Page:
I’m 337 pages into my Oxford World’s Classics edition of Dombey and Son. It ends on page 925, which means I’ve read just over a third of the novel. Not all that much has actually happened–a birth, a few trips and some time at school, a misadventure or two, a death–but all of it has has happened at great length.
When people don’t like Dickens, a common complaint, in my experience, is the length of his novels. Just a few days ago–on Dickens’s birthday, in fact–someone I follow on Twitter said decisively that he thinks they are “too long.” I took a deep breath and obeyed Internet Rule #2 (You Don’t Have to Weigh In). I really wanted to, though, because like the question “but is it any good?” the assertion “it’s too long” seems to me to need a lot of unpacking before it means much. Just as “good at what” is the essential follow-up question to the former, surely “too long for what?” is the obvious follow-up question for the latter. Too long for our dwindling attention spans, perhaps? Too long to get through in the time we are able to allot to it? Too long to leave time for all the other books we want to get to? Too long to keep our interest? Aha: now we are moving away from things that might be wrong with us to things that might be wrong with the book itself!
The best kind of explanation for judging a book “too long” is that it is longer than it needed to be to accomplish its own purposes. This doesn’t end the matter, of course, since now we have to explain what we think those purposes are in a way that somehow disentangles them from the only form in which we have ever and will ever encounter them: the novel as is. Still, I think when most of us call a book “too long” (as I’ve certainly done myself) that is what we mean, or think we mean, or want to mean. We’d like to think we would never be negative about a long book just because we aren’t up to the job of reading all of it. No: if we’re finding it too long, if it feels too long to us, it’s the author who has come up short.
I actually don’t know yet if I think Dombey and Son is too long for its purposes. I hardly know what it’s about yet! Reading it, however, especially after seeing that emphatic criticism tossed out on Twitter with such confidence, I have felt very aware of its length. I’ve been thinking about the strategies I suggest to my students when we read Bleak House, which is even longer (976 pages), many of which have to do with managing the information overload that comes with a first exposure to so many characters before you know who really matters or how they are connected, and with multiple unfolding plots that don’t yet have a known shape. My first class or two for any long novel is usually spent providing what I hope will be useful and widely applicable guidelines: look for variations on this theme, think about these kinds of contrasts between characters, pay attention to who does this and who does that. Students need what one critic calls “rules of notice.”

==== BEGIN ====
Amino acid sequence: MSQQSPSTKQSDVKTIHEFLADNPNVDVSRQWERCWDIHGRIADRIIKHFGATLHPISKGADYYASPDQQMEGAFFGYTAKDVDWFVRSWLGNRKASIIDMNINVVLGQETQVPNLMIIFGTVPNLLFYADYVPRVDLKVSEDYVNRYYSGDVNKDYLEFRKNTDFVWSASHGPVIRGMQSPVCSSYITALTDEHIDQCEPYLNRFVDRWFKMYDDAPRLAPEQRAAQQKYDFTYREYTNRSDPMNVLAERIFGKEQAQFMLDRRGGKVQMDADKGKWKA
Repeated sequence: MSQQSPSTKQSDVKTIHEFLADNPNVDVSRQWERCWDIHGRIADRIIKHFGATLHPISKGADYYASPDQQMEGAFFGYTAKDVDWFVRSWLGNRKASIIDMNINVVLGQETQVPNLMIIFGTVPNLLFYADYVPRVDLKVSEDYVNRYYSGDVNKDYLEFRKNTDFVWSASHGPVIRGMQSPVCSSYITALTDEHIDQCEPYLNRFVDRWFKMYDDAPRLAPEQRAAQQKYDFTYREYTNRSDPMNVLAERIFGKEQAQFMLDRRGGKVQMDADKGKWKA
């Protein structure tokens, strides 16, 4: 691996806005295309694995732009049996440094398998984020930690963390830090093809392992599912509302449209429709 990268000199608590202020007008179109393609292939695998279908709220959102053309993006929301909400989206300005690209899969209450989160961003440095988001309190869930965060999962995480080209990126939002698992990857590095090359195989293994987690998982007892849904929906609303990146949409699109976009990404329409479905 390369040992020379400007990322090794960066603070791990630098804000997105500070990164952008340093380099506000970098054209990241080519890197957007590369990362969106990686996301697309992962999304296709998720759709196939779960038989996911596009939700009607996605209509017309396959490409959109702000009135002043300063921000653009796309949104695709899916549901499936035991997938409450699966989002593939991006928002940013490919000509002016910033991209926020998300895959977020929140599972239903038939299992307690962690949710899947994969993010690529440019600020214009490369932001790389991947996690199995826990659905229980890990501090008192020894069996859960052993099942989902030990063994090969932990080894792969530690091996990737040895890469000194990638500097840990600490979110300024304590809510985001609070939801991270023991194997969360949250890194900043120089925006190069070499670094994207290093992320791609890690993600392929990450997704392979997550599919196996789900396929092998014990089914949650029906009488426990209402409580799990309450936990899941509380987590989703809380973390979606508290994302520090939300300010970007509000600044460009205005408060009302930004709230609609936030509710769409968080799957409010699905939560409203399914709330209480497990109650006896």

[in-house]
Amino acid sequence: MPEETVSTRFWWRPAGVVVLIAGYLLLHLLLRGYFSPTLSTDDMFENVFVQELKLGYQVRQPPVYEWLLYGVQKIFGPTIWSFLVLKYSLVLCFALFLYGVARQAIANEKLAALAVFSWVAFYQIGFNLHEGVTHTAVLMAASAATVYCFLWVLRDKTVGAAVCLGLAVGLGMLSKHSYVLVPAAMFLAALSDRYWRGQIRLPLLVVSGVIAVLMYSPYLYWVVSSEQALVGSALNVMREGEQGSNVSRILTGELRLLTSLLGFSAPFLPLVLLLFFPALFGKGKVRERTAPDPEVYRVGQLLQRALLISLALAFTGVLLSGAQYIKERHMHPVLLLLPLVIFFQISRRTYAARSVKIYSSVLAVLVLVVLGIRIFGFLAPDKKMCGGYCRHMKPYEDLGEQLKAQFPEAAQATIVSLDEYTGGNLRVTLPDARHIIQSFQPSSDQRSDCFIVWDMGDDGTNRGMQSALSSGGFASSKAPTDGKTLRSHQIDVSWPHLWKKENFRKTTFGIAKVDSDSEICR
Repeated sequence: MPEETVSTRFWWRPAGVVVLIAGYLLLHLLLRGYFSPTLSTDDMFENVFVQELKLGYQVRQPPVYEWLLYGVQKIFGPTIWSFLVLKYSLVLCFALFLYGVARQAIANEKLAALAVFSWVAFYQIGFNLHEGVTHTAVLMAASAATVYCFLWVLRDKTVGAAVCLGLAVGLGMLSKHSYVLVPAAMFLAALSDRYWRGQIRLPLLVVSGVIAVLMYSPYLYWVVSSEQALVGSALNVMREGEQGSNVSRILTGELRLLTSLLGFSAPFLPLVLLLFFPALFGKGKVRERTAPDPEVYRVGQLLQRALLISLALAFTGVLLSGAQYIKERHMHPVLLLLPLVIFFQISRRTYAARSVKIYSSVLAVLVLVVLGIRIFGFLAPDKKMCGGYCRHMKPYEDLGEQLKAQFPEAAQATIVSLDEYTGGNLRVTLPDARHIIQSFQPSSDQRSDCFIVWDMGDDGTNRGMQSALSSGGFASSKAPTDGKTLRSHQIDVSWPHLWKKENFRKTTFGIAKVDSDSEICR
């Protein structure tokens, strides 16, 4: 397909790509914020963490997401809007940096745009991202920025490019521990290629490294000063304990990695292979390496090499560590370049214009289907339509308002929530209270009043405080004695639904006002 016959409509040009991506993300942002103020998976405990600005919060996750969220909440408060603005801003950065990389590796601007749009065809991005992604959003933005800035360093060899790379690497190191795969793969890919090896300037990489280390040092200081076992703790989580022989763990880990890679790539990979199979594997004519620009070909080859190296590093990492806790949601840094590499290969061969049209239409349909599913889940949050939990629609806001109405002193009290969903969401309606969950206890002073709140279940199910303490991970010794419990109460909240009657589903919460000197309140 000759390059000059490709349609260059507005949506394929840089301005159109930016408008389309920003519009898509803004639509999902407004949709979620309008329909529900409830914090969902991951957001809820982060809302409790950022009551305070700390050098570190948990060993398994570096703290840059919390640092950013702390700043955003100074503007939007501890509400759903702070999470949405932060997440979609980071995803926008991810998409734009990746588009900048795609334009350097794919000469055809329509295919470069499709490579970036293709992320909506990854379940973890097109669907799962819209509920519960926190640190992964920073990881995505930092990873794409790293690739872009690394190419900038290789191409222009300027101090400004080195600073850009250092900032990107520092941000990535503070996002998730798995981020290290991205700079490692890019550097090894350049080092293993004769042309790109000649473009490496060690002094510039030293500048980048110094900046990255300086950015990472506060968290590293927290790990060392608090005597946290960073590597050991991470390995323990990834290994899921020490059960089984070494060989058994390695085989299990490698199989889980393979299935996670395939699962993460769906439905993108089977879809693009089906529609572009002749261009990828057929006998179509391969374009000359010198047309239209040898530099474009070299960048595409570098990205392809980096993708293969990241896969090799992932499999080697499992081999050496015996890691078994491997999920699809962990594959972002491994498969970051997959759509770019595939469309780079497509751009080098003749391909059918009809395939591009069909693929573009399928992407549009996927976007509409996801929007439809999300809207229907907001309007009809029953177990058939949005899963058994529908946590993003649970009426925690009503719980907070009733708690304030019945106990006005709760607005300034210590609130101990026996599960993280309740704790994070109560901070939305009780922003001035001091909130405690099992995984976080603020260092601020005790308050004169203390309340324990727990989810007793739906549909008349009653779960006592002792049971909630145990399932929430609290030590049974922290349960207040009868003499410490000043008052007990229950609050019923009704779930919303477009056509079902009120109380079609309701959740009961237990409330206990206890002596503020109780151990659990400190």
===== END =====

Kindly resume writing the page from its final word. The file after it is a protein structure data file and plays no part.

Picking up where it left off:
When I taught David Copperfield in the fall, I addressed its length explicitly (the OUP edition is 944 pages). I always talk about length when teaching Middlemarch. “I don’t see how the sort of thing I want to do could have been done briefly,” Eliot wrote: that’s a good starting point for discussion about what exactly she is doing and how those purposes make the novel’s scale an important element of its form. (Interestingly, at least in the OUP edition Middlemarch, at 904 pages, is shorter than any of these Dickens novels, though I don’t know if the font size or page layout is standard. It reads longer, I think, perhaps because it demands scrupulous attention in a way that Dickens’s exuberant excesses may not appear to.) With Bleak House, we usually tie the novel’s multiplicities to the scale of its critique: it isn’t about one house or one family or one sad crossing sweeper but about a whole society.
With David Copperfield, though, I found myself wanting to add another consideration, which is the particular ways Dickens makes his novels so long–when he does, because of course he doesn’t always, which is another reason to think about their length as meaningful rather than haphazard or (as those who object to Dickens’s novels as “too long” seem to imply) artistically lazy or inept. A lot of the length in Dickens’s fiction comes from what we might call “riffing.” (Merriam-Webster defines “riff” as “a rapid energetic often improvised verbal outpouring.”) If you’re going to get impatient with Dickens, it is likely to be when he has clearly already made his point, or described his character, or played that particular rhetorical note, but he just keeps on going. And going. And going. “He just can’t stop himself!” expostulates the irritated reader; “I wish he’d just get on with it!”
But why should he stop himself? Dickens is not my favorite novelist, but my favorite thing about him is that it is everywhere obvious in his fiction that he is in love with words: he relishes them and their effects. He has so much fun with them! Think about his description of Scrooge in A Christmas Carol as “a squeezing, wrenching, grasping, scraping, clutching, covetous, old sinner.” Any one (or maybe two) of these adjectives would have done the job, but all seven of them together make such an irresistible mouthful. In my classes on David Copperfield, we considered how his verbal excesses can be seen not just as pleasurable in this way but as representing an anti-Utilitarian aesthetic that values joy and abundance and inclusion over efficiency, that refuses to travel with the ruthless efficiency of a railway straight from Point A to Point B but revels in wandering byways and seeing the sights and having as much fun as possible along the way. It is a critical truth widely (though certainly not universally) acknowledged these days that less is more–but why? “Anyone and everyone taking a writing class,” Nick Hornby wrote (reflecting on his own experience of reading David Copperfield)